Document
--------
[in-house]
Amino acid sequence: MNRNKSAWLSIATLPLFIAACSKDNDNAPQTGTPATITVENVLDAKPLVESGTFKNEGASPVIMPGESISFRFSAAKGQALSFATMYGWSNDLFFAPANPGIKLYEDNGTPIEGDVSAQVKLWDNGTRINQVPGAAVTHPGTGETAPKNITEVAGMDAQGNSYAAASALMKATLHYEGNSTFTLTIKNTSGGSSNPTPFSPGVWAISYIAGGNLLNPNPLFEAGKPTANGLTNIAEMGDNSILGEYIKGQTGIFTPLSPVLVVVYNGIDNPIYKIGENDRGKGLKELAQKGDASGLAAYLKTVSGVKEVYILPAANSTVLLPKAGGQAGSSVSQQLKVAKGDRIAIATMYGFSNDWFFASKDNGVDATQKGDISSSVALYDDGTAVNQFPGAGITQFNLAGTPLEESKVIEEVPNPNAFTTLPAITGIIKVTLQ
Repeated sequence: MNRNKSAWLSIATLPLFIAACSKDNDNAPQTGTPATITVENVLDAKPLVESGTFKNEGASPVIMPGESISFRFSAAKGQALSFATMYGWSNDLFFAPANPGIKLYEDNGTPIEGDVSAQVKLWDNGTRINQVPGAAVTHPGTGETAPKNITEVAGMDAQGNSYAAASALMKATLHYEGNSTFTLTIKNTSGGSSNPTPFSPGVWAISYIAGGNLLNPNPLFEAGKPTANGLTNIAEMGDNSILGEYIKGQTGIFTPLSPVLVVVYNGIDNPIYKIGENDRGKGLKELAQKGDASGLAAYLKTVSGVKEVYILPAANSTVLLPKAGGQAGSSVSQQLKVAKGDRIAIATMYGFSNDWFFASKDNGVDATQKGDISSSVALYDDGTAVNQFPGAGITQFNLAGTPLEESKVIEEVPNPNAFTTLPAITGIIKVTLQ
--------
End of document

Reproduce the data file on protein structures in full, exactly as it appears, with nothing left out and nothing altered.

[in-house]
Amino acid sequence: MNRNKSAWLSIATLPLFIAACSKDNDNAPQTGTPATITVENVLDAKPLVESGTFKNEGASPVIMPGESISFRFSAAKGQALSFATMYGWSNDLFFAPANPGIKLYEDNGTPIEGDVSAQVKLWDNGTRINQVPGAAVTHPGTGETAPKNITEVAGMDAQGNSYAAASALMKATLHYEGNSTFTLTIKNTSGGSSNPTPFSPGVWAISYIAGGNLLNPNPLFEAGKPTANGLTNIAEMGDNSILGEYIKGQTGIFTPLSPVLVVVYNGIDNPIYKIGENDRGKGLKELAQKGDASGLAAYLKTVSGVKEVYILPAANSTVLLPKAGGQAGSSVSQQLKVAKGDRIAIATMYGFSNDWFFASKDNGVDATQKGDISSSVALYDDGTAVNQFPGAGITQFNLAGTPLEESKVIEEVPNPNAFTTLPAITGIIKVTLQ
Repeated sequence: MNRNKSAWLSIATLPLFIAACSKDNDNAPQTGTPATITVENVLDAKPLVESGTFKNEGASPVIMPGESISFRFSAAKGQALSFATMYGWSNDLFFAPANPGIKLYEDNGTPIEGDVSAQVKLWDNGTRINQVPGAAVTHPGTGETAPKNITEVAGMDAQGNSYAAASALMKATLHYEGNSTFTLTIKNTSGGSSNPTPFSPGVWAISYIAGGNLLNPNPLFEAGKPTANGLTNIAEMGDNSILGEYIKGQTGIFTPLSPVLVVVYNGIDNPIYKIGENDRGKGLKELAQKGDASGLAAYLKTVSGVKEVYILPAANSTVLLPKAGGQAGSSVSQQLKVAKGDRIAIATMYGFSNDWFFASKDNGVDATQKGDISSSVALYDDGTAVNQFPGAGITQFNLAGTPLEESKVIEEVPNPNAFTTLPAITGIIKVTLQ